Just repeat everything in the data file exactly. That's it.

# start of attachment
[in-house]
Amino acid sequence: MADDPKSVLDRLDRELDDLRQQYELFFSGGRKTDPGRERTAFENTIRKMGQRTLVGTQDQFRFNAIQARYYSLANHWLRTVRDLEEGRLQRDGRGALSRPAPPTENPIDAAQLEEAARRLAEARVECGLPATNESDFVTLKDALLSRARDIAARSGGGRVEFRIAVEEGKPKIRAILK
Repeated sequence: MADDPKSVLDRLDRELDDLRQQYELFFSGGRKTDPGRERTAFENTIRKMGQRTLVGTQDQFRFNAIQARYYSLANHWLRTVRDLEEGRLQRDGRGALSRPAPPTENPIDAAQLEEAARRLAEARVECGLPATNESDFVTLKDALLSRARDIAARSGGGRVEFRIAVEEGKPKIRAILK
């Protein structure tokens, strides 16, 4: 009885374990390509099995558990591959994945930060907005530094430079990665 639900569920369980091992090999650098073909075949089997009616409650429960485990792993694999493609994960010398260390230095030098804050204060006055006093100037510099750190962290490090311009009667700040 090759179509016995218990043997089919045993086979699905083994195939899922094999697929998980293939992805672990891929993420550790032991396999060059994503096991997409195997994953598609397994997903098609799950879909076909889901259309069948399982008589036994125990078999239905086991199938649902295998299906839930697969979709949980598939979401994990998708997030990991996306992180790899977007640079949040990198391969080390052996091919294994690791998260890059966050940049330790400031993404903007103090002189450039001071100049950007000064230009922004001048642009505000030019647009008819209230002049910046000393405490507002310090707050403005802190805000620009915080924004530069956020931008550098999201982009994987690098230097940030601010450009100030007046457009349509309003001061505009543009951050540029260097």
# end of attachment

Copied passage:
[in-house]
Amino acid sequence: MADDPKSVLDRLDRELDDLRQQYELFFSGGRKTDPGRERTAFENTIRKMGQRTLVGTQDQFRFNAIQARYYSLANHWLRTVRDLEEGRLQRDGRGALSRPAPPTENPIDAAQLEEAARRLAEARVECGLPATNESDFVTLKDALLSRARDIAARSGGGRVEFRIAVEEGKPKIRAILK
Repeated sequence: MADDPKSVLDRLDRELDDLRQQYELFFSGGRKTDPGRERTAFENTIRKMGQRTLVGTQDQFRFNAIQARYYSLANHWLRTVRDLEEGRLQRDGRGALSRPAPPTENPIDAAQLEEAARRLAEARVECGLPATNESDFVTLKDALLSRARDIAARSGGGRVEFRIAVEEGKPKIRAILK
């Protein structure tokens, strides 16, 4: 009885374990390509099995558990591959994945930060907005530094430079990665 639900569920369980091992090999650098073909075949089997009616409650429960485990792993694999493609994960010398260390230095030098804050204060006055006093100037510099750190962290490090311009009667700040 090759179509016995218990043997089919045993086979699905083994195939899922094999697929998980293939992805672990891929993420550790032991396999060059994503096991997409195997994953598609397994997903098609799950879909076909889901259309069948399982008589036994125990078999239905086991199938649902295998299906839930697969979709949980598939979401994990998708997030990991996306992180790899977007640079949040990198391969080390052996091919294994690791998260890059966050940049330790400031993404903007103090002189450039001071100049950007000064230009922004001048642009505000030019647009008819209230002049910046000393405490507002310090707050403005802190805000620009915080924004530069956020931008550098999201982009994987690098230097940030601010450009100030007046457009349509309003001061505009543009951050540029260097």